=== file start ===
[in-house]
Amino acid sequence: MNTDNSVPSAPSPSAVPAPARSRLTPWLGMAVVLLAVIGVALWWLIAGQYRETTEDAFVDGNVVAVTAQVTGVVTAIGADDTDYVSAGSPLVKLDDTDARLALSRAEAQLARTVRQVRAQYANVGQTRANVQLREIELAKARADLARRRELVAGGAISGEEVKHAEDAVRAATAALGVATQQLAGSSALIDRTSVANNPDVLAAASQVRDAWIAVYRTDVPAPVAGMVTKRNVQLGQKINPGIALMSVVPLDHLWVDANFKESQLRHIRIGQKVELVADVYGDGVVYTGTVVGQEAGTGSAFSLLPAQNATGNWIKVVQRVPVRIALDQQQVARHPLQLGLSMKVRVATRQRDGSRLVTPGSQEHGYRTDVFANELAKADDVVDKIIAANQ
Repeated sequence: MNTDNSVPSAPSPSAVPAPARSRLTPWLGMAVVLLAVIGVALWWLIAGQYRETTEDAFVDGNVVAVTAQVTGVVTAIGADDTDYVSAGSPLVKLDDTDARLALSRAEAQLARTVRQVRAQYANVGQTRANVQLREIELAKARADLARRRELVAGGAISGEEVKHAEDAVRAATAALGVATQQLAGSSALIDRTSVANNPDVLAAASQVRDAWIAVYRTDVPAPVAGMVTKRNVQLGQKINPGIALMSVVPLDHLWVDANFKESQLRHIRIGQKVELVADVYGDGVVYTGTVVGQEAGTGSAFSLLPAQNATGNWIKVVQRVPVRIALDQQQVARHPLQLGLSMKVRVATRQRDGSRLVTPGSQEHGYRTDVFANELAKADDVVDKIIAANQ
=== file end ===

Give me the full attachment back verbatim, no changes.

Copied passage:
[in-house]
Amino acid sequence: MNTDNSVPSAPSPSAVPAPARSRLTPWLGMAVVLLAVIGVALWWLIAGQYRETTEDAFVDGNVVAVTAQVTGVVTAIGADDTDYVSAGSPLVKLDDTDARLALSRAEAQLARTVRQVRAQYANVGQTRANVQLREIELAKARADLARRRELVAGGAISGEEVKHAEDAVRAATAALGVATQQLAGSSALIDRTSVANNPDVLAAASQVRDAWIAVYRTDVPAPVAGMVTKRNVQLGQKINPGIALMSVVPLDHLWVDANFKESQLRHIRIGQKVELVADVYGDGVVYTGTVVGQEAGTGSAFSLLPAQNATGNWIKVVQRVPVRIALDQQQVARHPLQLGLSMKVRVATRQRDGSRLVTPGSQEHGYRTDVFANELAKADDVVDKIIAANQ
Repeated sequence: MNTDNSVPSAPSPSAVPAPARSRLTPWLGMAVVLLAVIGVALWWLIAGQYRETTEDAFVDGNVVAVTAQVTGVVTAIGADDTDYVSAGSPLVKLDDTDARLALSRAEAQLARTVRQVRAQYANVGQTRANVQLREIELAKARADLARRRELVAGGAISGEEVKHAEDAVRAATAALGVATQQLAGSSALIDRTSVANNPDVLAAASQVRDAWIAVYRTDVPAPVAGMVTKRNVQLGQKINPGIALMSVVPLDHLWVDANFKESQLRHIRIGQKVELVADVYGDGVVYTGTVVGQEAGTGSAFSLLPAQNATGNWIKVVQRVPVRIALDQQQVARHPLQLGLSMKVRVATRQRDGSRLVTPGSQEHGYRTDVFANELAKADDVVDKIIAANQ